The Gorge Games in the Pacific Northwest – the Columbia River – are back. After suspending the games for 4 years (the last ones were in 2004), the Games are back under new management, with events planned for summer 2008 and winter 2009.

You can see carnage and courage in a wide array of outdoors sports throughout the Columbia River Gorge.

Though plenty of elite athletes from around the country will be participating, weekend warriors are encouraged to take the competitive plunge. There will be 34 competitive and 87 divisions competing in 10 sports.

The Gorge Games began in 1994 and has a history of being one of the most dynamic, exciting action and outdoor sports events in the Pacific Northwest . The Gorge Games attracts world class athletes to spectacular, world class sites in the scenic Columbia Gorge. No other place on earth offers wild rivers, pristine forest, craggy mountain peaks and the challenges of the Columbia Gorge itself – along with unparalleled conditions for incredible action sports all in one location.

Events are scheduled from Cascade Locks to The Dalles – on both the Washington and Oregon sides of the Columbia River.

Teaching children about action sports and encouraging young people to engage in healthy lifestyles is one fo the core missions of the Gorge Games. They will offer free and paid clinics throughout the Games.

Organizers expect at least 1,200 athletes and 20,000 spectators — but are prepared to handle the 40,000 who showed up at the height of the old games.

2008 Gorge Games Highlights

Outrigger canoeing
Six-person team races, 11 a.m. Saturday, July 19

Outrigger racing has a 12-year record in the gorge and survived the games’ four-year absence. About 300 paddlers are expected, about one-third of them of Hawaiian descent.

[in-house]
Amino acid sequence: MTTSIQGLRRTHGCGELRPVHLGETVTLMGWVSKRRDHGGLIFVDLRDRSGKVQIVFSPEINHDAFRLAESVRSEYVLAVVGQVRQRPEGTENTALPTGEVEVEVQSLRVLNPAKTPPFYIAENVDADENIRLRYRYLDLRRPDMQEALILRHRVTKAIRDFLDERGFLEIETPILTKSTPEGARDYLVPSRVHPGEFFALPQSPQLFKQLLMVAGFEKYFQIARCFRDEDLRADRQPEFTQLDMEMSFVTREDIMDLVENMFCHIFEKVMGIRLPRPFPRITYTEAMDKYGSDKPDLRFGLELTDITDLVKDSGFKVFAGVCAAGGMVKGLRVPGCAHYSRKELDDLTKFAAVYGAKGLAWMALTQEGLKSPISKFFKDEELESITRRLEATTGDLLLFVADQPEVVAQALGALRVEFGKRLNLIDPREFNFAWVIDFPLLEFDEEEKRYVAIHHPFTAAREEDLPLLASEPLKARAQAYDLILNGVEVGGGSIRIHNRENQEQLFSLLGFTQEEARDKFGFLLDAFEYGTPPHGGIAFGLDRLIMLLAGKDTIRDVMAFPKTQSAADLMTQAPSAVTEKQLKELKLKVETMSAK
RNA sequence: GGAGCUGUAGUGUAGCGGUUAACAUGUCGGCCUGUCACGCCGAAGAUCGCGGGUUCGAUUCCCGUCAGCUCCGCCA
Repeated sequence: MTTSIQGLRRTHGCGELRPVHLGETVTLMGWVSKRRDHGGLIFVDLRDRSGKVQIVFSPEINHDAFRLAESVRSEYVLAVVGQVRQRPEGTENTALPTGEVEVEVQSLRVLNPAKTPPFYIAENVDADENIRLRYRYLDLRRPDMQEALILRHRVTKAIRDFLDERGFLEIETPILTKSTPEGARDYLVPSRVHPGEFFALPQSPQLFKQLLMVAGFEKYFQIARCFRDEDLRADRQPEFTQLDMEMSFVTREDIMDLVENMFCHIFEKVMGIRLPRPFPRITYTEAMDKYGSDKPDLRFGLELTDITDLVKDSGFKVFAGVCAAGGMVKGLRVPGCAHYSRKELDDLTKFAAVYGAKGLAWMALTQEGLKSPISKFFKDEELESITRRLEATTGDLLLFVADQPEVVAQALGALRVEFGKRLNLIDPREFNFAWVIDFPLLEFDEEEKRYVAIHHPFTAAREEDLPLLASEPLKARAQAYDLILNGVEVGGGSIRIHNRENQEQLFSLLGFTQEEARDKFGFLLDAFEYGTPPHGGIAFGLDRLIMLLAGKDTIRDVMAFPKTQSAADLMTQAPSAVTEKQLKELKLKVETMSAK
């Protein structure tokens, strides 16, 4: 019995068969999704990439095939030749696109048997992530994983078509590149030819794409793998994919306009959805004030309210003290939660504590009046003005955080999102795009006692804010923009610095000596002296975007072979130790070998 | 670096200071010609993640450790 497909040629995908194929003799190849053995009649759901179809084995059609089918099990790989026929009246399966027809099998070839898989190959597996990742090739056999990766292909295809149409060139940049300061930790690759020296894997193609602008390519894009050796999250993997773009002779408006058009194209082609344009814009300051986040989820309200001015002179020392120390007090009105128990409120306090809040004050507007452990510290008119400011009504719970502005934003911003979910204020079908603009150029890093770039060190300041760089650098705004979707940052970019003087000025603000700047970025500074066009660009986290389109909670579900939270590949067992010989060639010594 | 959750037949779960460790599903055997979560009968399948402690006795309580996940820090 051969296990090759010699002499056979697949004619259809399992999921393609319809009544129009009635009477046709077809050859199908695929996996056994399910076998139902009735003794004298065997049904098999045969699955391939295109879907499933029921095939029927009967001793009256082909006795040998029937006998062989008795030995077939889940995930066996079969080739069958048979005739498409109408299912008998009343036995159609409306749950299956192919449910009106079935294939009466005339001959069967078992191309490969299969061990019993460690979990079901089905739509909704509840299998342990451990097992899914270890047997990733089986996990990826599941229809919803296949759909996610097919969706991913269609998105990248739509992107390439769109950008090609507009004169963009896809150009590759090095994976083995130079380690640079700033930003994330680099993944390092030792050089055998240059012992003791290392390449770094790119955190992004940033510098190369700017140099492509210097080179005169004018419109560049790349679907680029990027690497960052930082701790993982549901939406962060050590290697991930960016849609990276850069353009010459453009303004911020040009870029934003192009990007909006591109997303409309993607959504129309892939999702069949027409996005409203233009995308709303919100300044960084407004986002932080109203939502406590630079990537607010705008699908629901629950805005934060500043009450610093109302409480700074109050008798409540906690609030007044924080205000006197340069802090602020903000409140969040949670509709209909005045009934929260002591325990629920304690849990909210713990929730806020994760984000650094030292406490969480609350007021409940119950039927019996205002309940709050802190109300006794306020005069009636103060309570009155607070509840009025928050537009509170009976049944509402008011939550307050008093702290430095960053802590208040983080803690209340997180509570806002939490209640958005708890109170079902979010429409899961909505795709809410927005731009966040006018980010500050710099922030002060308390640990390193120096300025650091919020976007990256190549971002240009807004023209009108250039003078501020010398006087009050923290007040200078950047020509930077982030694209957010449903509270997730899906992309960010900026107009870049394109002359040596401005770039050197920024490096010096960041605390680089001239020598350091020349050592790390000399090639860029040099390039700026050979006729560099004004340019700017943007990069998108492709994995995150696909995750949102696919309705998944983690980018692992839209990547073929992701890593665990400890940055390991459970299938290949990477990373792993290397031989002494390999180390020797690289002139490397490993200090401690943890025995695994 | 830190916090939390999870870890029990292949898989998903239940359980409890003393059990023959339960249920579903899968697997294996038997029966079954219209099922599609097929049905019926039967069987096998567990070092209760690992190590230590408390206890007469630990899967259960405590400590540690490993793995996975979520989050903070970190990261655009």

The 10K trail run
9 a.m. Saturday, July 19

The course is still being determined because of low-elevation snow, but organizers say it’s going to be picturesque — and gnarly, with rocks underfoot and lots of elevation gain and loss. More than 100 runners are expected, many of them local.

The half-marathon
8 a.m. Sunday, July 20

300 runners will start at the Mosier Tunnel and run along the part of the Historic Columbia River Highway that is closed to traffic. The course takes runners down the long stairs from the Hood River Heights, and the race ends downtown.

Riverboarding: extreme downriver race
1-3 p.m. Friday, July 18

Riverboarding, a new sport for the Gorge Games, should be a crowd-pleaser.
Contestants will be going down class 4 and V rapids.
Husum is the place to watch this race.

Kayaking: extreme downriver race
10 a.m.-2 p.m. Saturday, July 19

An eight-mile race on the White Salmon River includes three waterfalls. The only spectating, though, is at the end of the course at BZ Corner. The number of spectators is limited to protect the trails and the environment, so arrive early.

Mountain biking: Super D downhill race
9 a.m. Saturday, July 19

Amateurs are advised to just watch this one. Post Canyon, where the event takes place, “has such demanding terrain that it’s actually in video games,” games co-owner Josh Ryan says. There’s a 3,000-foot elevation drop over about four and a half miles in the Super D, with 30-foot jumps and narrow bridges 20 feet off the ground, with safety nets.


  • When: July 17-20
  • Where: Centered in Hood River, with shuttles to venues throughout the gorge
  • Cost: $20 per day or $35 for four days; $8 per day for children.
  • More info: Complete schedule, registration for classes and to enter events:
  • Going Green: The sustainability plan includes wind power, carbon offsets, recycling, composting, bike valet service and dozens of other elements.
  • A free shuttle system from Hood River should reduce traffic and make it easier for athletes and spectators to find venues throughout the gorge.
  • An on-site campground, sort of an outdoorsy Olympic Village for competitors and their families, will ease the overnight lodging shortage.
  • A winter version of the Gorge Games, the first ever, is planned for February, 2009 in Hood River and on Mount Hood.
  • Kids classes in most of the sports will be offered July 19-20. Register early — junior classes in rock climbing and windsurfing are already full. Sign up at